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The Social Brain and Liberalism’s Revival August 24, 2009

Posted by Dwight Furrow in Dwight Furrow's Posts, ethics of care, Political Philosophy, Science.
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Journalist Madeleine Bunting claims that contemporary science is demonstrating that our notions of free will and autonomy are “fairytales about as fanciful and as implausible as goblins.”

That is a bit hyperbolic but the general thrust of her article is right. Instead of claiming that free will and autonomy are illusions, it is more accurate to say that our definitions of these concepts in our tradition are fundamentally misleading. As Bunting reports:

There are two other areas of this new brain research which are arguably more important. First, we have much underestimated the social nature of the brain: how primed it is to recognise, interpret and respond all the time to the input of others and how that lays down patterns which govern our behaviour. We are herd-like animals who show a strong tendency to conform with group norms; what makes our brains so much bigger than other primates is this remarkable capacity for social skills such as empathy, co-operation and fairness. Instead of the old metaphor of individuals as discrete entities like billiard balls, we need to think instead of them as nodes in a relationship network.

This research doesn’t show that we lack autonomy. It does demonstrate that our capacity for self-governance is dependent on others. Autonomy is relational. We direct our lives through out capacity to respond to what we care about.

The second area of astonishing discoveries is in the plasticity of the brain. We talk of “hardwiring” (computers have generated many misleading metaphors for the brain) but in fact, the brain can be changed. Parts of the brain can learn entirely new tricks. Neural pathways are not fixed, and even much of the damage done by deprivation in childhood can be repaired with the right circumstances of example, support and determination. We can shape our own brains to create new habits that we might have thought we were not capable of – it’s a long, hard process but it is possible.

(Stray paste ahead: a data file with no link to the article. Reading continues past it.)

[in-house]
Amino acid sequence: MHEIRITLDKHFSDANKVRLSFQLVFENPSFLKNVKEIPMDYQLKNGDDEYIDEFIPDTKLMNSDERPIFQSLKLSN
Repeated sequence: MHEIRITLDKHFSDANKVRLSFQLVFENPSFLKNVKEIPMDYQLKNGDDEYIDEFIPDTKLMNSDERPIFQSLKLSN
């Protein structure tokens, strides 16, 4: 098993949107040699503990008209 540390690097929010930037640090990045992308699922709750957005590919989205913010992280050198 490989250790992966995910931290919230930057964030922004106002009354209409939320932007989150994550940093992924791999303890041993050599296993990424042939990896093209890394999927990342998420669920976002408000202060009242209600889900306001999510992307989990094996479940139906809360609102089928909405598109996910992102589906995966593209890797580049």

Notice that this doesn’t imply that we lack free will. It means that we have to define free will in terms of our capacity to learn. Learning modifies the brain in ways that enable new patterns of behavior to emerge. Unlike older notions of free will that require that free actions interrupt the causal influences of the past and the environment (which to my mind is an incoherent idea), newer versions of free will view our flexible responses to changing environmental circumstances as a product of our sensitivity to causal influence. We are not robots because of our sensitivity to causal influence, not in spite of it.

But this idea is not really new. Aristotle entertained a version of it; so did Hume. But until recently, it was not highly regarded—that is changing in part because of what we are learning about the brain.

And Bunting is exactly right about the political implications of this research.

This all may seem remote from politics, but it’s not. Jon Cruddas has a habit of startling audiences by arguing that the regeneration of the left requires a convincing new account of what it is to be human. Are human beings self-interested creatures or are they collaborative? The right’s argument for market capitalism is rooted in the former but the research on the social brain supports the latter. Put crudely, we are social creatures with an inbuilt tendency to co-operate and seek out each other’s approval and that is probably more important in determining day-to-day behaviours than narrowly conceived self-interest.

The rightwing emphasis on the individual’s capacity to triumph over their environment through willpower is undermined by the research which shows how childhood deprivation leaves such scarring on the brain. While the challenge to the left is to recognise that the myopic tendencies of the brain to privilege the short term has been held in check by institutions and traditions which can safeguard longer-term interests. Perhaps that requires greater understanding on the left of how such institutions operate and a revision of assumptions about why they restrict individual autonomy.

This is essentially my argument in Reviving the Left: The Need to Restore Liberal Values in America. We need to think of autonomy as relational and institutionalize the motive of care, which requires sensitivity to one’s environment and long-term commitment to the institutions on which we depend.

Philosophical theories don’t need empirical support for their intelligibility; but it is nice to have.


book-section-book-cover2 Dwight Furrow is author of

Reviving the Left: The Need to Restore Liberal Values in America

For political commentary by Dwight Furrow visit: www.revivingliberalism.com



1. Huan - August 25, 2009

What bothers me is that there seems to be a disconnect between an empirical account of how humans tend to behave based on neurological evidence and a political doctrine on how humans ought to behave. If our brain truly is adapted so well for social behavior, then how is it that right-wing influence could have been so prominent? It would appear that both the motive for care and the motive for self-interest need to be brought out of an individual, so that still doesn’t seem to answer which one we ought to do. Perhaps in the long run we will statistically lean towards cooperative behavior, but that doesn’t really say anything about what we ought to do right now.

Maybe if the research showed that human beings are generally more satisfied with practicing more cooperative behavior, that would be a good reason for an “ought to” doctrine.

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